Medicine and Heath Podcast

May 2017 Focus: Brain
19 Oct 2017

Interview: The ‘Other than Conscious Mind’ How does what is often called the “sub-conscious” mind work?

Originally aired on, 05-25-2017


In this program Cameron from CTR network will interview Dr. Anderson about the most powerful portion of the brain, the “other than conscious mind”.  Often referred to as the “subconscious mind” or the “unconscious mind” this powerful neurological system has immense control over every portion of our existence.

The other-than-conscious mind (also referred to as the “paraconscious” or nonconscious mind) is constantly at work helping us integrate, prepare, act and perform many other actions.  

Dr. Williams [in ] summarizes as follows:

  • Our conscious minds work much more slowly than our nonconscious minds, and are overall less adept at processing information, less efficient at the task. The nonconscious mind therefore can be said to be more intelligent than the conscious mind.
  • Because the nonconscious mind is responsible for the bulk of our mental processing, it can also be said to be responsible for the development of a large part of our personality, tastes, talents, and so on. It determines, in essence, how we function as beings.

A deeper overview follows from:

Any brain process that does not involve conscious processing, including both preconscious memories and unconscious processes. It has no restrictions and can work on multiple tasks at once.

In more technical terms, consciousness must process information serially, while nonconscious brain circuits can process many streams of information in parallel.

The nonconscious mind can be split into two levels:

  • The Preconscious
  • The Unconscious

Things that go on in your brain that you are not aware of.

In Your Own Words

  • Brain processes that are done without your conscious awareness.
  • Multi-tasking without thinking.
  • Completing or doing task that you do not have to think twice about.
  • Autopilot


  • Being able to tap your foot, chew gum, blink and read at the same time.
  • Your nonconscious mind being able to chew food, breathe, listen to music, and type simultaneously.
  • The ability to read (comprehending/retaining the contents of the reading) while eating dinner and having the television on.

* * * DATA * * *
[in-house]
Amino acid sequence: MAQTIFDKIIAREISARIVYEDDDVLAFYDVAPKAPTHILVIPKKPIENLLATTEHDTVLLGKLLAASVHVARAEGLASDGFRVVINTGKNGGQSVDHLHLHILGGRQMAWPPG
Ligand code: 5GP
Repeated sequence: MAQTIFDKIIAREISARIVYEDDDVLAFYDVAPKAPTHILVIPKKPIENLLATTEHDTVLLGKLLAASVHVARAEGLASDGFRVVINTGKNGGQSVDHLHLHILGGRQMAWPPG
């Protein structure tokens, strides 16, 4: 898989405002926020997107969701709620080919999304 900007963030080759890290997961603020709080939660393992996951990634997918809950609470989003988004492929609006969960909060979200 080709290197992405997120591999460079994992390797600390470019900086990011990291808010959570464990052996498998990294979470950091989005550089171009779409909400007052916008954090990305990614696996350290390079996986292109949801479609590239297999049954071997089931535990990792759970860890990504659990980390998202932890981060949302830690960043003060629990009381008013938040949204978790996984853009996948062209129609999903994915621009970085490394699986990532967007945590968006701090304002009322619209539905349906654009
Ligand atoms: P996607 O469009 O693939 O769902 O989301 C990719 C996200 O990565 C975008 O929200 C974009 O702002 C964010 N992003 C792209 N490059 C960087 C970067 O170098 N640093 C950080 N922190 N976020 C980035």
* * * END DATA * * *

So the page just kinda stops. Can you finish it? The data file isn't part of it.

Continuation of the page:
• Having the ability to text, hold a conversation, breathe, and watch the television all at the same time without thinking about it.
  • The ability to ride a bike, breath, talk, keep track of the edges of road/trail, and keep your balance.
  • Your Heart pumping blood throughout your body is a nonconscious process.
  • While driving in a car, you can listen to the stereo, talk to someone, while driving in a straight line in your lane on road all at the same time.

In the terms of many psychologists the “unconscious” mind has many critical functions.  The following are adapted from:

The unconscious mind:

Preserves the body: One of its main objectives is the survival of your physical body. It will fight anything that appears to be a threat to that survival. So if you want to change a behavior more easily, show your unconscious how that behavior is hurting your body.

Runs the body: The unconscious handles all of your basic physical functions (breathing, heart rate, immune system, etc.). Huna believes that the unconscious holds the blueprint of your body as it is now and also the blueprint of your perfect health. Rather than telling the unconscious what perfect health looks like, try asking it what it knows and what you need for better health.

Is like a 7-year old child: Like a young child, the unconscious likes to serve, needs very clear directions, and takes your instructions very literally. So if you say, “This job is a pain in the neck,” your unconscious will figure out a way to make sure that your neck hurts at work! The unconscious is also very “moral” in the way a young child is moral, which means based on the morality taught and accepted by your parents or surroundings. So if you were taught that “sex is nasty,” your unconscious will still respond to that teaching even after your conscious mind has rejected it.

Communicates through emotion and symbols: To get your attention, the unconscious uses emotions. For example, if you suddenly feel afraid, your unconscious has detected (rightly or wrongly) that your survival is at risk.  

Stores and organizes memories: The unconscious decides where and how your memories are stored. It may hide certain memories (such as traumas) that have strong negative emotions until you are mature enough to process them consciously. When it senses that you are ready (whether you consciously think you are or not!), it will bring them up so you can deal with them.

Does not process negatives: The unconscious absorbs pictures rather than words. So if you say, “I don’t want to procrastinate,” the unconscious generates a picture of you procrastinating. Switching that picture from the negative to the positive takes an extra step. Better to tell your unconscious, “Let’s get to work!”

Makes associations and learns quickly:  To protect you, the unconscious stays alert and tries to glean the lessons from each experience.  For example, if you had a bad experience in school, your unconscious may choose to lump all of your learning experiences into the “this is not going to be fun” category. It will signal you with sweaty palms and anxiety whenever you attempt something new. But if you do well in sports, your unconscious will remember that “sports = success” and you’ll feel positive and energized whenever physical activity comes up.


Listen to the episode here!



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